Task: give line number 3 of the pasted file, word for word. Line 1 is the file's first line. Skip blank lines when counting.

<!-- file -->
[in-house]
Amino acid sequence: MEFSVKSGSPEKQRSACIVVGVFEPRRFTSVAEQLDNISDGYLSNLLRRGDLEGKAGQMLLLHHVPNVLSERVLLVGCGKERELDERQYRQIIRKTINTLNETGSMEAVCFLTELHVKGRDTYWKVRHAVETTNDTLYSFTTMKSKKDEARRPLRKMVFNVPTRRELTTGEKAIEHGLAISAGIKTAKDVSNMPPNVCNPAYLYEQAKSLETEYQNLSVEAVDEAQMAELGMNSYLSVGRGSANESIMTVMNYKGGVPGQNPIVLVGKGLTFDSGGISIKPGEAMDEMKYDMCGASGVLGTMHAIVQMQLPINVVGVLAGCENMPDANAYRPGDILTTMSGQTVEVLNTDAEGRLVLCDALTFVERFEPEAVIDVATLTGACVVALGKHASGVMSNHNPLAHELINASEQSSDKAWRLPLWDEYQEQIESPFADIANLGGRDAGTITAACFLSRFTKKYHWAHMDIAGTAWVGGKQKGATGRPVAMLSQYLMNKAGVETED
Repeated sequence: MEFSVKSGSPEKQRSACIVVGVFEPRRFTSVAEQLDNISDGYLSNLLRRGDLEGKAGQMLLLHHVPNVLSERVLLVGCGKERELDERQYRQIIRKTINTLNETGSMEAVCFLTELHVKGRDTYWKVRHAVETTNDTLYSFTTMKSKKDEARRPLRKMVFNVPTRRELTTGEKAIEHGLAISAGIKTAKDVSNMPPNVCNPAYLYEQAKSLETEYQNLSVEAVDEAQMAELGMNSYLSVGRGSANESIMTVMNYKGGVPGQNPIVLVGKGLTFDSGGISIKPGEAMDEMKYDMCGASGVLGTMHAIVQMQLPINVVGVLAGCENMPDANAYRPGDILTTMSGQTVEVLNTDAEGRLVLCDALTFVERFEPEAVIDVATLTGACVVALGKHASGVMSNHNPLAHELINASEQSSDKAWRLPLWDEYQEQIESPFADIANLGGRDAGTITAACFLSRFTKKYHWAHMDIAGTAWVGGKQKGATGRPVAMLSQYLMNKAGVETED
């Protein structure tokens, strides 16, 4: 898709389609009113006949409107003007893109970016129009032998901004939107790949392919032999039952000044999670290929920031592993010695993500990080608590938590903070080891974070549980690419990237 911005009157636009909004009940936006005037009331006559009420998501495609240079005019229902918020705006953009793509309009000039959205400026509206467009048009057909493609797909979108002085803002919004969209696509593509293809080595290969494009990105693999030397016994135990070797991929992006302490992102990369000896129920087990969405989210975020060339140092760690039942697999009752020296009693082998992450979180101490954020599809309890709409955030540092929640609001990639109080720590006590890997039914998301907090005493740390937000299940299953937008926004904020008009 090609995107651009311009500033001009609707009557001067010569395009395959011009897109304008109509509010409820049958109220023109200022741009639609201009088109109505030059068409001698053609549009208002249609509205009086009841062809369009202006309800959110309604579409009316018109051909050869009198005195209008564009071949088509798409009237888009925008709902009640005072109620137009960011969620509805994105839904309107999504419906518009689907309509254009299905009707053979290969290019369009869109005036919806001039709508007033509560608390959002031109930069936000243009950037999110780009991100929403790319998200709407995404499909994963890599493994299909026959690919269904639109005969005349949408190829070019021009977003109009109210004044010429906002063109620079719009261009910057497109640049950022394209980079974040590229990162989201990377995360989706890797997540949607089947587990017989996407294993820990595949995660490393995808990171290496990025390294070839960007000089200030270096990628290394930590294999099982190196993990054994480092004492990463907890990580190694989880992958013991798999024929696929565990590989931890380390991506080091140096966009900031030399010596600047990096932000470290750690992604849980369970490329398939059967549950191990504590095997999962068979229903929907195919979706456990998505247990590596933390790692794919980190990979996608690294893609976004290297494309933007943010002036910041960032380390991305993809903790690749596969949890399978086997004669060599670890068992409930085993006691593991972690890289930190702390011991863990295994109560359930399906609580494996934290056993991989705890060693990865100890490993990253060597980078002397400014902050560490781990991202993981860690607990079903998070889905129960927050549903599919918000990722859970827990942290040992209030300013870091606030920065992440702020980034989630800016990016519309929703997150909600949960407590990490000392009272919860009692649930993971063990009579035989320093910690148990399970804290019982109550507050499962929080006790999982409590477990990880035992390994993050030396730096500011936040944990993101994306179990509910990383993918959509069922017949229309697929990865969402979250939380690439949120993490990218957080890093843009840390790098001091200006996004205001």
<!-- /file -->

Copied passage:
Repeated sequence: MEFSVKSGSPEKQRSACIVVGVFEPRRFTSVAEQLDNISDGYLSNLLRRGDLEGKAGQMLLLHHVPNVLSERVLLVGCGKERELDERQYRQIIRKTINTLNETGSMEAVCFLTELHVKGRDTYWKVRHAVETTNDTLYSFTTMKSKKDEARRPLRKMVFNVPTRRELTTGEKAIEHGLAISAGIKTAKDVSNMPPNVCNPAYLYEQAKSLETEYQNLSVEAVDEAQMAELGMNSYLSVGRGSANESIMTVMNYKGGVPGQNPIVLVGKGLTFDSGGISIKPGEAMDEMKYDMCGASGVLGTMHAIVQMQLPINVVGVLAGCENMPDANAYRPGDILTTMSGQTVEVLNTDAEGRLVLCDALTFVERFEPEAVIDVATLTGACVVALGKHASGVMSNHNPLAHELINASEQSSDKAWRLPLWDEYQEQIESPFADIANLGGRDAGTITAACFLSRFTKKYHWAHMDIAGTAWVGGKQKGATGRPVAMLSQYLMNKAGVETED